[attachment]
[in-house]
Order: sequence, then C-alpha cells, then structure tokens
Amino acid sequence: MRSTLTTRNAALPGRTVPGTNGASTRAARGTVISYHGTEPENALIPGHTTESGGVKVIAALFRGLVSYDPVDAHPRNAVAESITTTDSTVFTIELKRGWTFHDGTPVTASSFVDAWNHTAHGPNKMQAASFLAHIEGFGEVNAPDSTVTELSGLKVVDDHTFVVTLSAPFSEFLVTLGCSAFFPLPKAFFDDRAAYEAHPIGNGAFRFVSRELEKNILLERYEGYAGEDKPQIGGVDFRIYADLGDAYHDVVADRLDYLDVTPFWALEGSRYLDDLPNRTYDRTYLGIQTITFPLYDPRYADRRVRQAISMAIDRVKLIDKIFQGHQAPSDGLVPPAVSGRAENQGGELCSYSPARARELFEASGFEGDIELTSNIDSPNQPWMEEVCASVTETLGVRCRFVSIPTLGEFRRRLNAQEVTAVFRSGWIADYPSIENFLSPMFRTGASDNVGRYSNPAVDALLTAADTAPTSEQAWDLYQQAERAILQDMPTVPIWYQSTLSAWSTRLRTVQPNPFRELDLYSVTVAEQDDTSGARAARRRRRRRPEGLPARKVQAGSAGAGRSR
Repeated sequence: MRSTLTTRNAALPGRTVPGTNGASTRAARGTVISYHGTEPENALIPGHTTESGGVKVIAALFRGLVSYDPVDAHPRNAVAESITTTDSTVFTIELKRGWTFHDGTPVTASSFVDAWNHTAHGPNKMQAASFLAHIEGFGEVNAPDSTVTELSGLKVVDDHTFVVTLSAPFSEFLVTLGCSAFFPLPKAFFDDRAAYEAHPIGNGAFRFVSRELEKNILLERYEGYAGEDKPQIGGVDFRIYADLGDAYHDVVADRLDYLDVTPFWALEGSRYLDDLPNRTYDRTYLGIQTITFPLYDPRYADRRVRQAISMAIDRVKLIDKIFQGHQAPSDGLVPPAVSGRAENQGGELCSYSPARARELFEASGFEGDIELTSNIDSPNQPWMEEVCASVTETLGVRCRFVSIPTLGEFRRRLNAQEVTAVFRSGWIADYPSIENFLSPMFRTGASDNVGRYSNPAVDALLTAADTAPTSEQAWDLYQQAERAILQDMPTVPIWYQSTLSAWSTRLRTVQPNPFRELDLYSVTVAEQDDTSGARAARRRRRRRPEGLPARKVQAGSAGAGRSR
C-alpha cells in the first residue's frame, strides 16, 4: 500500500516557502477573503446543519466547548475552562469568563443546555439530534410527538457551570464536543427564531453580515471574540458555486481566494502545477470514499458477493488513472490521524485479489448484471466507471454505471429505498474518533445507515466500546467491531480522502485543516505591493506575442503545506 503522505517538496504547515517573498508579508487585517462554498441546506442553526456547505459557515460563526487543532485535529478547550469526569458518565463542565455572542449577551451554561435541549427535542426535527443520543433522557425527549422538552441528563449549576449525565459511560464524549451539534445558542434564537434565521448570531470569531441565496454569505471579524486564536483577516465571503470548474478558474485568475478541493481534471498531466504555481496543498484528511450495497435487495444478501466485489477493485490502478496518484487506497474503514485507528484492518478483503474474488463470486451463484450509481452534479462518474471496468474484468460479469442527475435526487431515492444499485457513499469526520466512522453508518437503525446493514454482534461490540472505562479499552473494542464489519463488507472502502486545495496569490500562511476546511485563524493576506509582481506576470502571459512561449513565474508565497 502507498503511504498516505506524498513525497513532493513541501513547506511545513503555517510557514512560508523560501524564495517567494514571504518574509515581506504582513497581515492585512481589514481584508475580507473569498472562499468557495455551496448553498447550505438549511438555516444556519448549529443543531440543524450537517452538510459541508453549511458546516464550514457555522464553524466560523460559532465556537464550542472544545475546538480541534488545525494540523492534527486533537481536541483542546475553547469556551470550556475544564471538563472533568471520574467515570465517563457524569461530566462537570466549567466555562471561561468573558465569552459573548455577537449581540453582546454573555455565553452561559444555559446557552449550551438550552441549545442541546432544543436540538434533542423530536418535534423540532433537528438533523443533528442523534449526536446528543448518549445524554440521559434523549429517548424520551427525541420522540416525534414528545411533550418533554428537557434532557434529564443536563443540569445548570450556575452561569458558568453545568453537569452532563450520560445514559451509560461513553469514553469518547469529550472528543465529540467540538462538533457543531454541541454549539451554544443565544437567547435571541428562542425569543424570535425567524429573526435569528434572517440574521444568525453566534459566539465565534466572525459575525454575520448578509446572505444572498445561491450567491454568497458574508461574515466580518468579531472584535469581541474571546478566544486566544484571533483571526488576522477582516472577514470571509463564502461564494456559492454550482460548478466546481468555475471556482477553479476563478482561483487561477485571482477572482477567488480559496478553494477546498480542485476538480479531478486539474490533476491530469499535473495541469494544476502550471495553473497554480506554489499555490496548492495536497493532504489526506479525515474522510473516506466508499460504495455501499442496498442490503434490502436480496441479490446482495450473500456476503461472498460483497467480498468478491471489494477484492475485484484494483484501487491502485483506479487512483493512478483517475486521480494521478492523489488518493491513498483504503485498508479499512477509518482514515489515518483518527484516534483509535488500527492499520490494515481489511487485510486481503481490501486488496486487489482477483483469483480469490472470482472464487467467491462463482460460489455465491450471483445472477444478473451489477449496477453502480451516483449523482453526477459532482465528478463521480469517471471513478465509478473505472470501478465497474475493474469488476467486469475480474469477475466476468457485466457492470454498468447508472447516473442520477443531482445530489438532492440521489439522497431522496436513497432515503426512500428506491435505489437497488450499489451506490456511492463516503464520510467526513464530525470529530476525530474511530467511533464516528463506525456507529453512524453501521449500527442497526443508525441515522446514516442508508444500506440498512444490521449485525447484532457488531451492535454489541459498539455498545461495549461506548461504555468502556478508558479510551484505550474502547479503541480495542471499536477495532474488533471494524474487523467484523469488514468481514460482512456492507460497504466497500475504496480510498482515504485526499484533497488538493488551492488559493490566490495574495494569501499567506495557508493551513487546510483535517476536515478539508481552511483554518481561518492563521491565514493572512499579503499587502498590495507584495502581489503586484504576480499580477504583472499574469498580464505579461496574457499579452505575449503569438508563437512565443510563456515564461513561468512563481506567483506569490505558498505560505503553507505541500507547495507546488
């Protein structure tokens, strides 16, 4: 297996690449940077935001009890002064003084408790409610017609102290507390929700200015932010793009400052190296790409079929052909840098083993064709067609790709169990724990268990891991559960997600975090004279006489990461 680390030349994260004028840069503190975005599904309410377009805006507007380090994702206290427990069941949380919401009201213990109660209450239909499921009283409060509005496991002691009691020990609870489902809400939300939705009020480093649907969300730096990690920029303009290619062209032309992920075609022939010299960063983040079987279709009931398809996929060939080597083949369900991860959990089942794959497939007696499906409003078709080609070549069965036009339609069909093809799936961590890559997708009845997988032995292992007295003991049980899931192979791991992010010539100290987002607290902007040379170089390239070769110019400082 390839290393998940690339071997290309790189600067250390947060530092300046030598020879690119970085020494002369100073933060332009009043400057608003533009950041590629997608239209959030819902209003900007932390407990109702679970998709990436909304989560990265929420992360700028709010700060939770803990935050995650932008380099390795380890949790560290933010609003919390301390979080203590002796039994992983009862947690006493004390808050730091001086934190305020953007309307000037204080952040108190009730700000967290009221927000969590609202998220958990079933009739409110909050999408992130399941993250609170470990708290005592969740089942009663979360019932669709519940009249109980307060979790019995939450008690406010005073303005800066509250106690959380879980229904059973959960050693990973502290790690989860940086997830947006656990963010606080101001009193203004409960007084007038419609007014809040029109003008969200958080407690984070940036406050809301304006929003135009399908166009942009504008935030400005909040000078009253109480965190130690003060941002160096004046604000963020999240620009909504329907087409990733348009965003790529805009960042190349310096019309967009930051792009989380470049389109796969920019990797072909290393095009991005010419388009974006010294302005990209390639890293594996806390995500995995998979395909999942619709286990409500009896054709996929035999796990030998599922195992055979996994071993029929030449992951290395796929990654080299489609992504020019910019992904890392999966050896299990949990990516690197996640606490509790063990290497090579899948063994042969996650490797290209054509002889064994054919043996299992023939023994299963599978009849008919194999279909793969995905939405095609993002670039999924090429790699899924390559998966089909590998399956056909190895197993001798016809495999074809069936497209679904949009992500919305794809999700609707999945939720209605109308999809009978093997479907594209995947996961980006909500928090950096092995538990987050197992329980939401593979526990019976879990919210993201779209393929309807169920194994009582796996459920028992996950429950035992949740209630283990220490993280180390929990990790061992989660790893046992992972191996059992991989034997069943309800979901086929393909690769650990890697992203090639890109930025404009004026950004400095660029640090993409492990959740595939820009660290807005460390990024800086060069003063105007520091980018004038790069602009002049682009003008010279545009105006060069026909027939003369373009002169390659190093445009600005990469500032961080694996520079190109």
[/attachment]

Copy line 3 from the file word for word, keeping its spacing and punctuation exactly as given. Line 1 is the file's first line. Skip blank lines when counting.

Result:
Amino acid sequence: MRSTLTTRNAALPGRTVPGTNGASTRAARGTVISYHGTEPENALIPGHTTESGGVKVIAALFRGLVSYDPVDAHPRNAVAESITTTDSTVFTIELKRGWTFHDGTPVTASSFVDAWNHTAHGPNKMQAASFLAHIEGFGEVNAPDSTVTELSGLKVVDDHTFVVTLSAPFSEFLVTLGCSAFFPLPKAFFDDRAAYEAHPIGNGAFRFVSRELEKNILLERYEGYAGEDKPQIGGVDFRIYADLGDAYHDVVADRLDYLDVTPFWALEGSRYLDDLPNRTYDRTYLGIQTITFPLYDPRYADRRVRQAISMAIDRVKLIDKIFQGHQAPSDGLVPPAVSGRAENQGGELCSYSPARARELFEASGFEGDIELTSNIDSPNQPWMEEVCASVTETLGVRCRFVSIPTLGEFRRRLNAQEVTAVFRSGWIADYPSIENFLSPMFRTGASDNVGRYSNPAVDALLTAADTAPTSEQAWDLYQQAERAILQDMPTVPIWYQSTLSAWSTRLRTVQPNPFRELDLYSVTVAEQDDTSGARAARRRRRRRPEGLPARKVQAGSAGAGRSR